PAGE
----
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Potential 'functional cure' engineered for AIDS.

FROM CROI 2014

By tinkering with a gene involved with the entry of HIV into cells, investigators have developed what they call a potential "functional cure" for HIV/AIDS.

The therapy is designed to keep HIV under control without additional antiretroviral drugs.

The technique involves collection of CD4 T cells from patients infected with HIV genetically engineering the cells to disable the gene for the HIV coreceptor CCR5, and reinfusing the treated cells after the patients have been conditioned with the chemotherapy drug cyclophosphamide (Cytoxan), which stimulates engraftment of the modified cells, reported Dr. Gary Blick of Circle Care Center in Norwalk, Conn.

"We are seeing what we believe to be dose-dependent marked increases in both absolute CD4 cell counts as well as the engraftment of CCR5 modified T cells with the increasing doses of Cytoxan," he said at the Conference on Retroviruses and Opportunistic Infections 2014.

Results from a phase I proof-of-concept study with the same technology were reported in the March 6 New England Journal of Medicine (2014;370:901-10).

In the phase I/II dose-escalation study reported at CROI, a total of 12 HIV patients with chronic aviremic HIV infection while on highly active antiretroviral therapy (HAART) were enrolled into one of three cohorts. Each patient received one dose of the autologous CD4+ T-cell product in which the gene for CCR5, a coreceptor for HIV entry, is modified via zinc-finger nuclease (ZFN)-mediated genome editing.

Three patients received cyclophosphamide 200 mg as preconditioning, six received cyclophosphamide 500 mg/[m.sup.2], and three received the drug at a dose of 1 g/ [m.sup.2].

Each patient then received a single infusion (8.2-36 billion cells) of his/her own CD4+ T cells, which had been genetically engineered using an adenoviral vector designed to carry a ZFN, an enzyme targeted at permanently disabling CCR5.

The primary endpoint of the study was the safety and tolerability of cyclophosphamide. The drug was generally well tolerated, except for low-grade gastrointestinal side effects commonly seen with this agent. The side effects were treated with antiemetics.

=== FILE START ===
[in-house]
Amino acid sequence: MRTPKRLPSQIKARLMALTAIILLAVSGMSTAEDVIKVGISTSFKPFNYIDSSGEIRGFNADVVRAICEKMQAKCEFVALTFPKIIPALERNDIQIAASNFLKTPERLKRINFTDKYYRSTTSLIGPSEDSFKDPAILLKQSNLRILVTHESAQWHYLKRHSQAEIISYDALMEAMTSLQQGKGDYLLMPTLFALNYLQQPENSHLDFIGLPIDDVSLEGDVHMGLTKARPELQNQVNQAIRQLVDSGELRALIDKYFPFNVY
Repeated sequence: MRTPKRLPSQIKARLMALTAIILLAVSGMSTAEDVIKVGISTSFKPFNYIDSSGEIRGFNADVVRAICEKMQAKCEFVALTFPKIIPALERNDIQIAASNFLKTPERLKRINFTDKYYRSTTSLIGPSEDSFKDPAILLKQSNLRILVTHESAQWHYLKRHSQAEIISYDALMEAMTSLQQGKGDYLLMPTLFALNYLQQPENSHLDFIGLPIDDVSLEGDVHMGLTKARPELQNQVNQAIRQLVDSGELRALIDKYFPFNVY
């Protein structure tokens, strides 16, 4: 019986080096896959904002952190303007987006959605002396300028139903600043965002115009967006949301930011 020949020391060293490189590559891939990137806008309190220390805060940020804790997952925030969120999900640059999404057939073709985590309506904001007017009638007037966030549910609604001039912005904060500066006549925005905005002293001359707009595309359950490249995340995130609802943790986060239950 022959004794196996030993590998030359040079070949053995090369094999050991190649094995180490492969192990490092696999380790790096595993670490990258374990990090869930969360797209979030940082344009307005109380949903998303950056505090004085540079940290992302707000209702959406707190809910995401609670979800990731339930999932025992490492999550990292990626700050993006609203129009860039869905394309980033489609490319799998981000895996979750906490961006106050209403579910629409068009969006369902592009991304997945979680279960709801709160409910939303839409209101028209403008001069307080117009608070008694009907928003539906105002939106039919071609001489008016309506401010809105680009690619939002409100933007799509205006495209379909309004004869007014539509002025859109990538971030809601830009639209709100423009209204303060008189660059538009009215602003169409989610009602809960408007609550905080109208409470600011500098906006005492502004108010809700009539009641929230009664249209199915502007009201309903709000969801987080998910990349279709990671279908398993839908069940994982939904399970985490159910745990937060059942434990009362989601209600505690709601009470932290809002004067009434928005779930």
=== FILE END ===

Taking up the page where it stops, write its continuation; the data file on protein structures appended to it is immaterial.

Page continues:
The investigators saw a dose-related increase in total CD4 T-cell counts and engraftment of the modified cells at the highest cyclophosphamide dose. The cell counts approached levels found in patients with the CCR5 delta-32 deletion that confers natural resistance to HIV

In addition, two patients at the 500-mg/[m.sup.2] dose had an approximate reduction of 0.8-1.1 [log.sub.10] in viral load after a 16-week treatment interruption, and one patient on the 1-g/[m.sup.2] dose had a 1.9 [log.sub.10] decrease after 16 weeks off HAART.

The data suggest that cyclophosphamide conditioning may optimize the antiviral and engraftment effects of the adoptive T-cell strategy, and that the drug may play an important role as an immunomodulator in immunotherapy strategies for treating HIV Dr. Blick said.

VITALS

Major finding: Three of 12 HlV-positive patients treated with modified autologous T cells had viral load reductions between 0.8 and 1.9 [log.sub.10] after 16 weeks of antiretroviral therapy interruption.

Data source: Phase I/II dose-escalation study in 12 patients.

Disclosures: The study was supported by Sangamo Biosciences. Dr. Blick reported having no relevant financial disclosures.

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Title Annotation:ACROSS SPECIALTIES
Author:Osterweil, Neil
Publication:Clinical Psychiatry News
Date:Apr 1, 2014
Words:540
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